The role of values in coping with health and economic threats of COVID-19

Edward P. Jr LEMAY*, Arie W. KRUGLANSKI, Erica MOLINARIO, Maximilian AGOSTINI, Jocelyn J. BELANGER, Ben GUTZKOW, Jannis KREIENKAMP, Anne Margit REITSEMA, Michelle R. VAN DELLEN, PsyCorona Study, Wai Lan Victoria YEUNG, N. Pontus LEANDER

*Corresponding author for this work

Research output: Journal PublicationsJournal Article (refereed)peer-review

1 Citation (Scopus)

Abstract

The current research examined the role of values in guiding people’s responses to COVID-19. Results from an international study involving 115 countries (N = 61,490) suggest that health and economic threats of COVID-19 evoke different values, with implications for controlling and coping with the pandemic. Specifically, health threats predicted prioritization of communal values related to caring for others and belonging, whereas economic threats predicted prioritization of agentic values focused on competition and achievement. Concurrently and over time, prioritizing communal values over agentic values was associated with enactment of prevention behaviors that reduce virus transmission, motivations to help others suffering from the pandemic, and positive attitudes toward outgroup members. These results, which were generally consistent across individual and national levels of analysis, suggest that COVID-19 threats may indirectly shape important responses to the pandemic through their influence on people’s prioritization of communion and agency. Theoretical and practical implications are discussed.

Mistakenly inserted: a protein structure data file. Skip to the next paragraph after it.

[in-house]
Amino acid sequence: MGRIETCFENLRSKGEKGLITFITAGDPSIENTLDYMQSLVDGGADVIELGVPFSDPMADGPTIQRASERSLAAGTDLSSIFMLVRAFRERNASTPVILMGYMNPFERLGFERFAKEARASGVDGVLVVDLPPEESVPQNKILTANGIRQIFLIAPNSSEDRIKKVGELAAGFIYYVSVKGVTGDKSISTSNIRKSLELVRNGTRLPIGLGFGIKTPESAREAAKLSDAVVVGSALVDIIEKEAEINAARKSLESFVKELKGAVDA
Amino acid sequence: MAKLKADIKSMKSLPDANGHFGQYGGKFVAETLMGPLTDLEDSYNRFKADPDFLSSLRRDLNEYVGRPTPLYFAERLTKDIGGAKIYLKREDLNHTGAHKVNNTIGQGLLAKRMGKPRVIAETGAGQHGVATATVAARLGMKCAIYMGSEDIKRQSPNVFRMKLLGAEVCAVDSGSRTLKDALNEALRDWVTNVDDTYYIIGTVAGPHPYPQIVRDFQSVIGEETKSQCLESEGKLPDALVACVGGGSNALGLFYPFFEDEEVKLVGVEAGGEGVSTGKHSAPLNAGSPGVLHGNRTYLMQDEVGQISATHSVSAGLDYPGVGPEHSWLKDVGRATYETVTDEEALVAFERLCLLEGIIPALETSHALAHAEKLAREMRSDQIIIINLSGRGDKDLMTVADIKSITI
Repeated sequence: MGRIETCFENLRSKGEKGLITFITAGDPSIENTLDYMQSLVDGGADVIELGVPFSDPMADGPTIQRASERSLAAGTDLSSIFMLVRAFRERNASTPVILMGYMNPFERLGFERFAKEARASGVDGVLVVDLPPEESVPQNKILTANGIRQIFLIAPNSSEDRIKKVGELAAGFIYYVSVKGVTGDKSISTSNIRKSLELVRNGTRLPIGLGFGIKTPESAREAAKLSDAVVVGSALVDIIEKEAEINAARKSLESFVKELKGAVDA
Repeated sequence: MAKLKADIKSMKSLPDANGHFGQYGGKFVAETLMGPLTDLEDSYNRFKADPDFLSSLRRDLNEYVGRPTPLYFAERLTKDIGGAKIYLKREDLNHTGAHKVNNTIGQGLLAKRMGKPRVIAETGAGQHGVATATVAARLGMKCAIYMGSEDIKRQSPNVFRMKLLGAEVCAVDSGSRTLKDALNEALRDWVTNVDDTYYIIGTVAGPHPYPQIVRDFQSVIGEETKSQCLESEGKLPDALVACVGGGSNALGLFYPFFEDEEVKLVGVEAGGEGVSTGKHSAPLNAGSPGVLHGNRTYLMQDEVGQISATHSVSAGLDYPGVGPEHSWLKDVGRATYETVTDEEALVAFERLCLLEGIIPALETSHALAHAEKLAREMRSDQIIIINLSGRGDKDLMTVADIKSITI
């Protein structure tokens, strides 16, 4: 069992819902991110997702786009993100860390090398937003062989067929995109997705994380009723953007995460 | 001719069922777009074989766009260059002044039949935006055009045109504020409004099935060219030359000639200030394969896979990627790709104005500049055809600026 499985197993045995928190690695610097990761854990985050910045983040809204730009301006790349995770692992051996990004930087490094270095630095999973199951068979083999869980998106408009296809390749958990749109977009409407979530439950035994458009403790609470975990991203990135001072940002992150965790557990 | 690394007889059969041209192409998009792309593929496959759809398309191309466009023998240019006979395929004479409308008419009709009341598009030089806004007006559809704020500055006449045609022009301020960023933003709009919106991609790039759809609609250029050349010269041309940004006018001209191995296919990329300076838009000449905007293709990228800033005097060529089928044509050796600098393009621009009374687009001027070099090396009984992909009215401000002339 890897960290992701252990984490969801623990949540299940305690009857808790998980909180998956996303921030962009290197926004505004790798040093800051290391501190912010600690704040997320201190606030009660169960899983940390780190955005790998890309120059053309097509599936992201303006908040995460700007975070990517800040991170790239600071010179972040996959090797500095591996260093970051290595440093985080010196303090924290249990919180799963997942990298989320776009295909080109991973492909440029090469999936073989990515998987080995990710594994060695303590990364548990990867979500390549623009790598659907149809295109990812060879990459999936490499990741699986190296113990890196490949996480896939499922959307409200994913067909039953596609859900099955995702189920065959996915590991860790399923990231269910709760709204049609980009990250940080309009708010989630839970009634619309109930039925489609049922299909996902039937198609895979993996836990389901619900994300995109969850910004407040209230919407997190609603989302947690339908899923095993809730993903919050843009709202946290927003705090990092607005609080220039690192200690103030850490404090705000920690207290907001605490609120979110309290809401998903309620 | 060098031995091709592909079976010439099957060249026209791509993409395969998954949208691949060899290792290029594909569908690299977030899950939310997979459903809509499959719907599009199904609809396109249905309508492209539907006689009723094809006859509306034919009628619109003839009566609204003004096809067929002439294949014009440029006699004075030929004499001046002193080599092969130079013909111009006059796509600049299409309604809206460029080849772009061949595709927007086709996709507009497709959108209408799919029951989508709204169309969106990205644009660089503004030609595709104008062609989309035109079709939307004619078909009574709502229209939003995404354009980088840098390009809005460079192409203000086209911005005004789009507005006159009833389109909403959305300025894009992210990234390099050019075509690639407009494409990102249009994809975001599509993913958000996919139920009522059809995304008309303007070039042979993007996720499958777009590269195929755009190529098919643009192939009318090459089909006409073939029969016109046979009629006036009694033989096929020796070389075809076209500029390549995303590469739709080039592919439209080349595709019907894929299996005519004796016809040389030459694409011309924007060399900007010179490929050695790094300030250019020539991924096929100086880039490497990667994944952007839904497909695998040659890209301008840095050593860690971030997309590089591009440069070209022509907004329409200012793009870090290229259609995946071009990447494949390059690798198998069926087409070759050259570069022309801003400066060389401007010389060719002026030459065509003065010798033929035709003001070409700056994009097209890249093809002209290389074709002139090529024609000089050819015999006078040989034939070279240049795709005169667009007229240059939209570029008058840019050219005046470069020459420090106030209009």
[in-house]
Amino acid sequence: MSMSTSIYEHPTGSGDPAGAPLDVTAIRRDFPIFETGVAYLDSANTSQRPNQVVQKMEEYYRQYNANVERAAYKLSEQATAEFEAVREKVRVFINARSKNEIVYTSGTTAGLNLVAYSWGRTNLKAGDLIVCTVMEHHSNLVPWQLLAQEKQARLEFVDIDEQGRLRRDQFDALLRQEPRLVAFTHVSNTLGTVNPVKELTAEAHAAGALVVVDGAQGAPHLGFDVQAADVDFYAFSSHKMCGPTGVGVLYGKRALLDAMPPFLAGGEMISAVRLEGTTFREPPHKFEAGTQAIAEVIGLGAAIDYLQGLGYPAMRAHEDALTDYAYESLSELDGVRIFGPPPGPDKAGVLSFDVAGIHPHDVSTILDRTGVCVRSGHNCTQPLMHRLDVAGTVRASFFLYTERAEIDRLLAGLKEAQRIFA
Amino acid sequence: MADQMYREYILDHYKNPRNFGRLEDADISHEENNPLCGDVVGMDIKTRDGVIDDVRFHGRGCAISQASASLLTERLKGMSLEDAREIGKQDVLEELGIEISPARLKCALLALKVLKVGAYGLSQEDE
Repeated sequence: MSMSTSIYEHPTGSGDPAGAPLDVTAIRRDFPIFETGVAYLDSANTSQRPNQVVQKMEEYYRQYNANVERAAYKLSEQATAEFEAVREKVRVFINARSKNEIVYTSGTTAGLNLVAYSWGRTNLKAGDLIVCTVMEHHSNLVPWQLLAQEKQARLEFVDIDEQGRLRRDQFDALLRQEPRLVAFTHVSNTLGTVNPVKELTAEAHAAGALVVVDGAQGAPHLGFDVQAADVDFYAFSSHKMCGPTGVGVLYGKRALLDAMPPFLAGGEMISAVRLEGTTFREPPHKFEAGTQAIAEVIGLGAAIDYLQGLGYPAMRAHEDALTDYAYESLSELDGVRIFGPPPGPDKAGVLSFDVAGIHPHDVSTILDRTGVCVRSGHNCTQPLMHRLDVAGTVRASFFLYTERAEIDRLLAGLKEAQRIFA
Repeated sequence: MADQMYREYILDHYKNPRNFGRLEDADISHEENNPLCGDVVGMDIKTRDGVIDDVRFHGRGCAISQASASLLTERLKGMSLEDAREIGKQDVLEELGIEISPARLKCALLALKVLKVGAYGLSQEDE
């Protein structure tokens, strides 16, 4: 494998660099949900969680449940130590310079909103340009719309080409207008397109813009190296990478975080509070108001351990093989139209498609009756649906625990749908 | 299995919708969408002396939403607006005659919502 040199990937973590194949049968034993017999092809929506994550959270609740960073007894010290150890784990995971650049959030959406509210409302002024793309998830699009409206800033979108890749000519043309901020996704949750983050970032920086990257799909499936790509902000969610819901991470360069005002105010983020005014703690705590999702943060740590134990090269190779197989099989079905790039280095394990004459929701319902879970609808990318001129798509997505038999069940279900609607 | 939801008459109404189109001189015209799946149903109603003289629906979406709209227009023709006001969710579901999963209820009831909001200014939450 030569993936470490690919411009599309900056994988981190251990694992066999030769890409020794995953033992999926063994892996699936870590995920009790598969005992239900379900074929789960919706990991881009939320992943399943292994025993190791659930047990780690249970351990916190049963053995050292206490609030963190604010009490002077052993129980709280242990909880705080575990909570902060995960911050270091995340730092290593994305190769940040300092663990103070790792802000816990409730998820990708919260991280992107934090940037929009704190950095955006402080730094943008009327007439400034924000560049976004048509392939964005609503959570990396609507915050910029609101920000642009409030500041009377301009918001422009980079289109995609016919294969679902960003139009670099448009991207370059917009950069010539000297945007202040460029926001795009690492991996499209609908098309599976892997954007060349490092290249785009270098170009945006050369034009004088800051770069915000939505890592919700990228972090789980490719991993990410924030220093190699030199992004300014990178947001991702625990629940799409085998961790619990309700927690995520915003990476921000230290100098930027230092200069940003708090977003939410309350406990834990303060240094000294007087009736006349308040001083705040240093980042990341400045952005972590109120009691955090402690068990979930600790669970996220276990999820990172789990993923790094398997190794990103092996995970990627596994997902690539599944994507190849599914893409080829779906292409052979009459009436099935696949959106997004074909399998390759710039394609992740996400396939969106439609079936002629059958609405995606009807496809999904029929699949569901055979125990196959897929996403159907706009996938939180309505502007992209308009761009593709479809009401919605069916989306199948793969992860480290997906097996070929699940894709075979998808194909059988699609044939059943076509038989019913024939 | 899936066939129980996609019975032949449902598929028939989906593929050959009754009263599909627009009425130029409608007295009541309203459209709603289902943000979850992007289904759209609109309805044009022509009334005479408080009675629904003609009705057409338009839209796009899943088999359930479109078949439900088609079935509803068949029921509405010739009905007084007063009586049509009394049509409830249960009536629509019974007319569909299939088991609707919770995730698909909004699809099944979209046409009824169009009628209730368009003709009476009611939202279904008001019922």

Original languageEnglish
JournalJournal of Social Psychology
Early online date24 Dec 2021
DOIs
Publication statusE-pub ahead of print - 24 Dec 2021

Bibliographical note

[Prof. Victoria Wai-lan Yeung is a member PsyCorona Collaboration.]

This research received support from the New York University Abu Dhabi (VCDSF/75-71015), the University of Groningen (Sustainable Society & Ubbo Emmius Fund), the Instituto de Salud Carlos III (COV20/00086), and co-funded by the European Regional Development Fund (ERDF), “A way to make Europe.” This study complies with ethical regulations for research on human subjects, as approved by the Ethics Committee of Psychology at the University of Groningen (protocol PSY-1920-S-0390) and the Institutional Review Board at New York University Abu Dhabi (protocol HRPP-2020-42).

Keywords

  • Values
  • disease
  • COVID-19
  • prosocial behavior
  • prejudice

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